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The need for prognosticators in rheumatoid arthritis. Biological and clinical markers: where are we now?

Smolen JS, Aletaha D, Grisar J, Redlich K, Steiner G, Wagner O - Arthritis Res. Ther. (2008)

Bottom Line: It will be shown that the relationship of many biomarkers with disease characteristics is confounded by factors unrelated to the disease, and that only few biomarkers exist with some predictive value.Moreover, clinical markers appear of equal value as biomarkers for this purpose, although they likewise have limited capacity in these regards.The analysis suggests the search for better markers to predict outcomes and therapeutic responsiveness in rheumatoid arthritis needs to be intensified.

View Article: PubMed Central - HTML - PubMed

Affiliation: Division of Rheumatology, Department of Internal Medicine III, Medical University of Vienna, Waehringer Guertel 18-20, A-1090 Vienna, Austria. josef.smolen@meduniwien.ac.at

ABSTRACT
Rheumatoid arthritis is a heterogeneous disease with respect to clinical manifestations, serologic abnormalities, joint damage and functional impairment. Predicting outcome in a reliable way to allow for strategic therapeutic decision-making as well as for prediction of the response to the various therapeutic modalities available today, especially biological agents, would provide means for optimization of care. In the present article, the current information on biological and clinical markers related to disease activity and joint damage as well as for predictive purposes is reviewed. It will be shown that the relationship of many biomarkers with disease characteristics is confounded by factors unrelated to the disease, and that only few biomarkers exist with some predictive value. Moreover, clinical markers appear of equal value as biomarkers for this purpose, although they likewise have limited capacity in these regards. The analysis suggests the search for better markers to predict outcomes and therapeutic responsiveness in rheumatoid arthritis needs to be intensified.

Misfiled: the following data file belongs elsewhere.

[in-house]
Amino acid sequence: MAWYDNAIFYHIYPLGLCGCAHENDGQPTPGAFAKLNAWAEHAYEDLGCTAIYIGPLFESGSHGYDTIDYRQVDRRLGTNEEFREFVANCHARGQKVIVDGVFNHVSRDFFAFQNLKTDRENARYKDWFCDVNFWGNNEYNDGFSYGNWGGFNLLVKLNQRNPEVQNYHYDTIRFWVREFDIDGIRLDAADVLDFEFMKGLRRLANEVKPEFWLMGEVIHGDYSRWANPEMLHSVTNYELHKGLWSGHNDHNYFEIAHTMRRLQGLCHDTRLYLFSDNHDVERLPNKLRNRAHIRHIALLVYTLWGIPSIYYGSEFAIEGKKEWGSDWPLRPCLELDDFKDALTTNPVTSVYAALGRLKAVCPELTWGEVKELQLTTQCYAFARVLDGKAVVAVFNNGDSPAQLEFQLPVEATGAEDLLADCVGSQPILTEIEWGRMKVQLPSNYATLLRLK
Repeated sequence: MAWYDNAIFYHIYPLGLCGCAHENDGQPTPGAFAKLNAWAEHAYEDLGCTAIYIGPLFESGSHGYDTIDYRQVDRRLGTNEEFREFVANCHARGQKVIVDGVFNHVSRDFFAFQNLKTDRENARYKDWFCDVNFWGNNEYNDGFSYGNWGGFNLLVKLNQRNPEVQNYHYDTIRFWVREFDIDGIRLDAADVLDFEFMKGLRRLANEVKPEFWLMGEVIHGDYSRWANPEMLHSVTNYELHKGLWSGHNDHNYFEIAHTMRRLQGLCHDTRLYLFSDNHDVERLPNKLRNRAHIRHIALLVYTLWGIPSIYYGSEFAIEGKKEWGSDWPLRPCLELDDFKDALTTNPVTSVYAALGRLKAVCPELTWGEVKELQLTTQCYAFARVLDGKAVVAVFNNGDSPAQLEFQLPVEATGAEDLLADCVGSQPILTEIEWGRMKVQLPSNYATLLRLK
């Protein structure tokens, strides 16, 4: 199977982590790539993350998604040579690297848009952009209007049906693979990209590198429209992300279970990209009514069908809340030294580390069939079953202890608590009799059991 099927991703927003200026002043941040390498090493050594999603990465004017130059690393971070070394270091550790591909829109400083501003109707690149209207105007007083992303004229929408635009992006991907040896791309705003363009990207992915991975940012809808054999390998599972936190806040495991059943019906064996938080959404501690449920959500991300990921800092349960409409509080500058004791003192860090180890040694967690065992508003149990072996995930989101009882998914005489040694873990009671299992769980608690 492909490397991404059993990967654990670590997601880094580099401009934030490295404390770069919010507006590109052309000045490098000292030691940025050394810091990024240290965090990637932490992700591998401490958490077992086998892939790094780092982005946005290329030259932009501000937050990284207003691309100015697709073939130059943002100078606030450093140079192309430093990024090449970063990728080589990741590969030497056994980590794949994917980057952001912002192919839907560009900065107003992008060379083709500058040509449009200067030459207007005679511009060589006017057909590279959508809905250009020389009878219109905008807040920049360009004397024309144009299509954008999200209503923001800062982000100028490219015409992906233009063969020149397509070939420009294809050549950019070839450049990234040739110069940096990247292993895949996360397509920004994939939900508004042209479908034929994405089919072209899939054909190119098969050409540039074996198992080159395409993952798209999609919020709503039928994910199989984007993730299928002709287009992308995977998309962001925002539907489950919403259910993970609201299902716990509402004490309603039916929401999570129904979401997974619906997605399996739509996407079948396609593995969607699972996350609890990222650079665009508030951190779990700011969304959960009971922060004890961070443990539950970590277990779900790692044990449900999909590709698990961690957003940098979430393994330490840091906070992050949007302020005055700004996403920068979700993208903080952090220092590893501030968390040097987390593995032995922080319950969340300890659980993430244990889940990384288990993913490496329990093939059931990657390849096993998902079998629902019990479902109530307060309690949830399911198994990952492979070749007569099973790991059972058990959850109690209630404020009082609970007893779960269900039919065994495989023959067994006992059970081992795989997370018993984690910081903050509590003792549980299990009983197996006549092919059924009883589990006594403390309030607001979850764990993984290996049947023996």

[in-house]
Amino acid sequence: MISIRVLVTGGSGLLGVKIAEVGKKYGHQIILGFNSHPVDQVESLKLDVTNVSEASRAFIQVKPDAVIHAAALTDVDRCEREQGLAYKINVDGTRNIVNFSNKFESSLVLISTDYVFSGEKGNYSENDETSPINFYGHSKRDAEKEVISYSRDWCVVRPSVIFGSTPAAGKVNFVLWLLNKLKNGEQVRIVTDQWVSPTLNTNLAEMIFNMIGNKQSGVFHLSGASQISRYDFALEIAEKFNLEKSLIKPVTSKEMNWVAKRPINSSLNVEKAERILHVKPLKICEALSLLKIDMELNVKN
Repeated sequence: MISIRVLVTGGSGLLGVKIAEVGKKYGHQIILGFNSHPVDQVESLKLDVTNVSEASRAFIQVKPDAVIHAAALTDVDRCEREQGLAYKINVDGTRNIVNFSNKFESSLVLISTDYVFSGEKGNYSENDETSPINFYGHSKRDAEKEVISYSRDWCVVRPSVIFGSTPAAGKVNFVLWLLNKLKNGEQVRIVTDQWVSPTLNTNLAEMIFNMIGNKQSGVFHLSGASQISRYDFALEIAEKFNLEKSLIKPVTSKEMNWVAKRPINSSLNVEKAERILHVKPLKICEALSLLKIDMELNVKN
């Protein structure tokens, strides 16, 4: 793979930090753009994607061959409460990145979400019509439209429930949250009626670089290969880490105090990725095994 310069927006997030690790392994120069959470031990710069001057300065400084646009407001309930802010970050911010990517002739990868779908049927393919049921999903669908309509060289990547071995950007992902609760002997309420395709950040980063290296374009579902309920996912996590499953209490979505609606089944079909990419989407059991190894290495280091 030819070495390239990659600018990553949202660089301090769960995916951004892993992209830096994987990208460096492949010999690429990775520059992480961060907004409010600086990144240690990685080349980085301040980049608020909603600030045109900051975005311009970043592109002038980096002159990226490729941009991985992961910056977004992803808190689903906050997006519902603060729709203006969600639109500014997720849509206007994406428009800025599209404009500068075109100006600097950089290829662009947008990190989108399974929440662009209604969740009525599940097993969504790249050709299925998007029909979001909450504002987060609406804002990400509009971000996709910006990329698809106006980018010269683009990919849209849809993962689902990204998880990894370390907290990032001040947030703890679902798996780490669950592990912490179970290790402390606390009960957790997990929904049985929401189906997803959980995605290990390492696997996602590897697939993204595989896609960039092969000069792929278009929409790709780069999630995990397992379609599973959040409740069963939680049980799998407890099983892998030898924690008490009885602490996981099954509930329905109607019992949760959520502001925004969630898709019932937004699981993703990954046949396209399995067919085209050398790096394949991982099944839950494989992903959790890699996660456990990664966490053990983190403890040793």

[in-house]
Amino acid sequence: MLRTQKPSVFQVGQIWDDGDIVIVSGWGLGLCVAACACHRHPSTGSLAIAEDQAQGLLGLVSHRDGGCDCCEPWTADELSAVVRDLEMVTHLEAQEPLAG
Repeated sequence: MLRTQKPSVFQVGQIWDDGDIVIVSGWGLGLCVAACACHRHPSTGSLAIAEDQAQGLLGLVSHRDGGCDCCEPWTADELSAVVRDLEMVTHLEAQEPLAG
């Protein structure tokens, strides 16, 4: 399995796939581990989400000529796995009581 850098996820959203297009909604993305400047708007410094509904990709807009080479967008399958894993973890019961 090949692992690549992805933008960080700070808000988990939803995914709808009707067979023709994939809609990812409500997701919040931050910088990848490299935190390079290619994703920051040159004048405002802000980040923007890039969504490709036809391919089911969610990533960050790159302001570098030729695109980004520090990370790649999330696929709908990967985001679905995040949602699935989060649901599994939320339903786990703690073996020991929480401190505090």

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Depiction of potential cytokine and cellular patterns in four hypothetical patients with rheumatoid arthritis. Upper panel: hypothetical biological activities of various cytokines. Lower panel: hypothetical biological activities of various cell types. y axis, arbitrary units of activity. For example, in patient #1 TNF does not appear bioactive, while in patient #3 B cells appear uninvolved. Especially in patient #4, however, all cytokines – and in patient #1 all cell types – appear actively engaged in the disease process. In patient #2 IL-6 may not be detectable. It is unclear to what extent which of those cells and/or cytokines is contributing and if one or several targeted therapies would be efficacious. Although such relationships have not yet been elucidated, differences in synovial cellular compositions and cytokine contents have been noted in various studies [55,59,99]. DC, dendritic cells; Fib, fibroblasts.
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Figure 2: Depiction of potential cytokine and cellular patterns in four hypothetical patients with rheumatoid arthritis. Upper panel: hypothetical biological activities of various cytokines. Lower panel: hypothetical biological activities of various cell types. y axis, arbitrary units of activity. For example, in patient #1 TNF does not appear bioactive, while in patient #3 B cells appear uninvolved. Especially in patient #4, however, all cytokines – and in patient #1 all cell types – appear actively engaged in the disease process. In patient #2 IL-6 may not be detectable. It is unclear to what extent which of those cells and/or cytokines is contributing and if one or several targeted therapies would be efficacious. Although such relationships have not yet been elucidated, differences in synovial cellular compositions and cytokine contents have been noted in various studies [55,59,99]. DC, dendritic cells; Fib, fibroblasts.

Mentions: To better appreciate the complexity, we present four hypothetical patients in whom different cytokines or different cell populations may appear to predominate, even though in all patients many cells or soluble molecules are at least partly activated (Figure 2).